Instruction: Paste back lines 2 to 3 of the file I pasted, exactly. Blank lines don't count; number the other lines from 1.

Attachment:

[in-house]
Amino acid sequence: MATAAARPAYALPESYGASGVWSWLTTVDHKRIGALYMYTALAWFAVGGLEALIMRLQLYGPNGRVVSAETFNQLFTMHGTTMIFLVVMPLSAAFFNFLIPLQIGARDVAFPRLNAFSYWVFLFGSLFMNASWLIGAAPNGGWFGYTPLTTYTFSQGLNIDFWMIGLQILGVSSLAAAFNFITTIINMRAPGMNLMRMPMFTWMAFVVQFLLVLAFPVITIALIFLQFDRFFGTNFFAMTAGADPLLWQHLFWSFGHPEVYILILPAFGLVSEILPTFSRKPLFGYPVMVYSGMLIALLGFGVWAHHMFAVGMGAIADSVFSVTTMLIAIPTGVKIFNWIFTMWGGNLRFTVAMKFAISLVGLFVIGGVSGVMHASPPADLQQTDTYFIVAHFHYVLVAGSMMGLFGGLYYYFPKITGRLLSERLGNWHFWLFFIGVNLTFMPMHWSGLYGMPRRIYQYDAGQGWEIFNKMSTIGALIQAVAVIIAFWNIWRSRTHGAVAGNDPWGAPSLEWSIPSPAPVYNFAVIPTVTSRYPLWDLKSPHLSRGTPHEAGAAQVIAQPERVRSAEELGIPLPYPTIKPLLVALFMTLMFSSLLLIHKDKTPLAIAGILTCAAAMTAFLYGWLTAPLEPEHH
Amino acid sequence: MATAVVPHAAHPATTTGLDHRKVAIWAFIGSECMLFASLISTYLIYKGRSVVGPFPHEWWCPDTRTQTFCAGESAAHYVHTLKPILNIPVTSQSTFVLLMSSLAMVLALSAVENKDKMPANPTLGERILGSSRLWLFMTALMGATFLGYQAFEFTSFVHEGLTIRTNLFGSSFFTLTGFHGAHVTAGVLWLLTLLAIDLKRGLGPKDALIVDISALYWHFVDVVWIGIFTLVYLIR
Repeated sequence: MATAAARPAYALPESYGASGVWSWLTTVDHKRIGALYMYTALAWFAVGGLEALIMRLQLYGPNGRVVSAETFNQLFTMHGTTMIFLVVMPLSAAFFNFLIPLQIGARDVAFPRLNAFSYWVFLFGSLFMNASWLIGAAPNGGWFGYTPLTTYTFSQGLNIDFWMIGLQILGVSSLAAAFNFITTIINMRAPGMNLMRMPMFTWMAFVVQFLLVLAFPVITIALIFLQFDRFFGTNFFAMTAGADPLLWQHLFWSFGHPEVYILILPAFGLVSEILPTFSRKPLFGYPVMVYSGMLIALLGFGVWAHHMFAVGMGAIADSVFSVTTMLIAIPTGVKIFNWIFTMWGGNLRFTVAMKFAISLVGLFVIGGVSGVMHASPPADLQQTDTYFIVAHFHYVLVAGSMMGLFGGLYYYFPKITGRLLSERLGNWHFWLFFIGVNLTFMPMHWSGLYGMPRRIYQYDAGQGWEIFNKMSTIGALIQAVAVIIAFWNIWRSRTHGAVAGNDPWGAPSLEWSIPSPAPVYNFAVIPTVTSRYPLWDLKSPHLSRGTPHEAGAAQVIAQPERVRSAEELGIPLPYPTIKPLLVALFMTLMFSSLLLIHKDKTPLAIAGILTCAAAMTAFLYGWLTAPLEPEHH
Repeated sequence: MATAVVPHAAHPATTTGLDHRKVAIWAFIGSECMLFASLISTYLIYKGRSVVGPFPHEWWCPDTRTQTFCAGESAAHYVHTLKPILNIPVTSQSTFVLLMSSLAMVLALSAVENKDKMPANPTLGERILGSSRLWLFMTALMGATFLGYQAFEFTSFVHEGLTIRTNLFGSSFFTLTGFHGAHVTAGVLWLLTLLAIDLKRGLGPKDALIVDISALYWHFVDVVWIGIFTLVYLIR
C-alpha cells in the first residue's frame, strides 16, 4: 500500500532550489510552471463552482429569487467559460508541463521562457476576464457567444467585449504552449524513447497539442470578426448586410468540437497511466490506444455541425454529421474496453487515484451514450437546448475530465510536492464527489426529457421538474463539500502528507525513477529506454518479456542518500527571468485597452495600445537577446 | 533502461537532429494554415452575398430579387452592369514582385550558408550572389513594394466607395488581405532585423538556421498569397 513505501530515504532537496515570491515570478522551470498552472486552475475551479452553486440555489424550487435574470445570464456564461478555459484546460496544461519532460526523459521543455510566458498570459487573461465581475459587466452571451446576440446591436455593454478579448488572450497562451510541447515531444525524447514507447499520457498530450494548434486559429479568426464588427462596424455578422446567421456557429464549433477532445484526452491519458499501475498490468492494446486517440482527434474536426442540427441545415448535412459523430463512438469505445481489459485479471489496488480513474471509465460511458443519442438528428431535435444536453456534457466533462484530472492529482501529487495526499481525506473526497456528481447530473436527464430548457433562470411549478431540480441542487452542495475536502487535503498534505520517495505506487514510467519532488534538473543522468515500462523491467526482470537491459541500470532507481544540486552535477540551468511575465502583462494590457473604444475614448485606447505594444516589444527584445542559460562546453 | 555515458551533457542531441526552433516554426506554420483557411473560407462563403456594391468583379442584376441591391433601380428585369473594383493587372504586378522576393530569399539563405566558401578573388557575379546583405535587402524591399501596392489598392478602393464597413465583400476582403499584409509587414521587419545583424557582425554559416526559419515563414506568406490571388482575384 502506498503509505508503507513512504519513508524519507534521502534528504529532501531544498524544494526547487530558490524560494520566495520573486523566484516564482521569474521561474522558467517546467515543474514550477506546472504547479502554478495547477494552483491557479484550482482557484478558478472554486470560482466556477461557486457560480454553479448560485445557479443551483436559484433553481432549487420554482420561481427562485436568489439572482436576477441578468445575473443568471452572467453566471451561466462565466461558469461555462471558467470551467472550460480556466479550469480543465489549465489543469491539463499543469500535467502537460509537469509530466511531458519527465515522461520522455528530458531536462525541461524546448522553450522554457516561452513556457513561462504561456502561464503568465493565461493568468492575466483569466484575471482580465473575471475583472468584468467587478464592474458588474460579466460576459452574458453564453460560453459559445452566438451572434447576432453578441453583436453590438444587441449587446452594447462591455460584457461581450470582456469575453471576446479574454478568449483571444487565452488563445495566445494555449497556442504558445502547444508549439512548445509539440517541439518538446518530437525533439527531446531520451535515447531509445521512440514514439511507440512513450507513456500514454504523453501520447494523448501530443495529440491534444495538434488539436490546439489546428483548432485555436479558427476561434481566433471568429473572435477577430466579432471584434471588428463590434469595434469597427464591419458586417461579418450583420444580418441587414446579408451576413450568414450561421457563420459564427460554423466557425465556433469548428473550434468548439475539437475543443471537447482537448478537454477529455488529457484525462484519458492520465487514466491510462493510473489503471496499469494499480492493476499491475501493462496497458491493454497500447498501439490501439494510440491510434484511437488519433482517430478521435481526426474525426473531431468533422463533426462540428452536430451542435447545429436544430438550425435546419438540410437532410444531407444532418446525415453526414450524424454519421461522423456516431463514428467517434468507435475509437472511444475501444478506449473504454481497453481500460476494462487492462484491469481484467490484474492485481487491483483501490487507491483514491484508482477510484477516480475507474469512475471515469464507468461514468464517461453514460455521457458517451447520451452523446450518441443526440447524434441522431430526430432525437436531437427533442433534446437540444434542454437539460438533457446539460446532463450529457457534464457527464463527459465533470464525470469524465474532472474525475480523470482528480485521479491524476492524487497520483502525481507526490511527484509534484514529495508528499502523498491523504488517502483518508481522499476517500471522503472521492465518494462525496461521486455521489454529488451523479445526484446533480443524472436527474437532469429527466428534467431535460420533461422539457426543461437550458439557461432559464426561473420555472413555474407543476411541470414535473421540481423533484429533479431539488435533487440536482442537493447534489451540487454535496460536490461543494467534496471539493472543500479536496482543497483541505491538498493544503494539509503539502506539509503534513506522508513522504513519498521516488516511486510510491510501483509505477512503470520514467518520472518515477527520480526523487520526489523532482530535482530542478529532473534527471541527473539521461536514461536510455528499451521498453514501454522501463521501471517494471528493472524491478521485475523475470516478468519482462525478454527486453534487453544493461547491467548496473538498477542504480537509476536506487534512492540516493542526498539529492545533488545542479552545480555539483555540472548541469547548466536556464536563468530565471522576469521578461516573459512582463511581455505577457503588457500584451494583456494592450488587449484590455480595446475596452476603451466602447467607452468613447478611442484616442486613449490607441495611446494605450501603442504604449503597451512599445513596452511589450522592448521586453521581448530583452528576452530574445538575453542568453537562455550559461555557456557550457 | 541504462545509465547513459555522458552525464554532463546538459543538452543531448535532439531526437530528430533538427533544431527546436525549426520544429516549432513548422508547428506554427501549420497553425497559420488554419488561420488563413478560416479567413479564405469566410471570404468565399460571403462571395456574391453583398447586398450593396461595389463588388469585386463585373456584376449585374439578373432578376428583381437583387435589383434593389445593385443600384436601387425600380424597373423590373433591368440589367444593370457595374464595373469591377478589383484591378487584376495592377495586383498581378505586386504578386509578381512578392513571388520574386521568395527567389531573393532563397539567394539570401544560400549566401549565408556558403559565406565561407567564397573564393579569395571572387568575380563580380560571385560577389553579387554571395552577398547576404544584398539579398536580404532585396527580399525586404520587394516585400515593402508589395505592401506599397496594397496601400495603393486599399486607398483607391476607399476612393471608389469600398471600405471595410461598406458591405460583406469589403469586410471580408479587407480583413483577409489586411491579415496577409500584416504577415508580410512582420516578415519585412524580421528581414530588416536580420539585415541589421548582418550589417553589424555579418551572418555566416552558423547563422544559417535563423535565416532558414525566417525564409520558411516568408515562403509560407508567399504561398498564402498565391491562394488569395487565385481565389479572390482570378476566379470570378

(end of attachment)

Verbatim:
Amino acid sequence: MATAAARPAYALPESYGASGVWSWLTTVDHKRIGALYMYTALAWFAVGGLEALIMRLQLYGPNGRVVSAETFNQLFTMHGTTMIFLVVMPLSAAFFNFLIPLQIGARDVAFPRLNAFSYWVFLFGSLFMNASWLIGAAPNGGWFGYTPLTTYTFSQGLNIDFWMIGLQILGVSSLAAAFNFITTIINMRAPGMNLMRMPMFTWMAFVVQFLLVLAFPVITIALIFLQFDRFFGTNFFAMTAGADPLLWQHLFWSFGHPEVYILILPAFGLVSEILPTFSRKPLFGYPVMVYSGMLIALLGFGVWAHHMFAVGMGAIADSVFSVTTMLIAIPTGVKIFNWIFTMWGGNLRFTVAMKFAISLVGLFVIGGVSGVMHASPPADLQQTDTYFIVAHFHYVLVAGSMMGLFGGLYYYFPKITGRLLSERLGNWHFWLFFIGVNLTFMPMHWSGLYGMPRRIYQYDAGQGWEIFNKMSTIGALIQAVAVIIAFWNIWRSRTHGAVAGNDPWGAPSLEWSIPSPAPVYNFAVIPTVTSRYPLWDLKSPHLSRGTPHEAGAAQVIAQPERVRSAEELGIPLPYPTIKPLLVALFMTLMFSSLLLIHKDKTPLAIAGILTCAAAMTAFLYGWLTAPLEPEHH
Amino acid sequence: MATAVVPHAAHPATTTGLDHRKVAIWAFIGSECMLFASLISTYLIYKGRSVVGPFPHEWWCPDTRTQTFCAGESAAHYVHTLKPILNIPVTSQSTFVLLMSSLAMVLALSAVENKDKMPANPTLGERILGSSRLWLFMTALMGATFLGYQAFEFTSFVHEGLTIRTNLFGSSFFTLTGFHGAHVTAGVLWLLTLLAIDLKRGLGPKDALIVDISALYWHFVDVVWIGIFTLVYLIR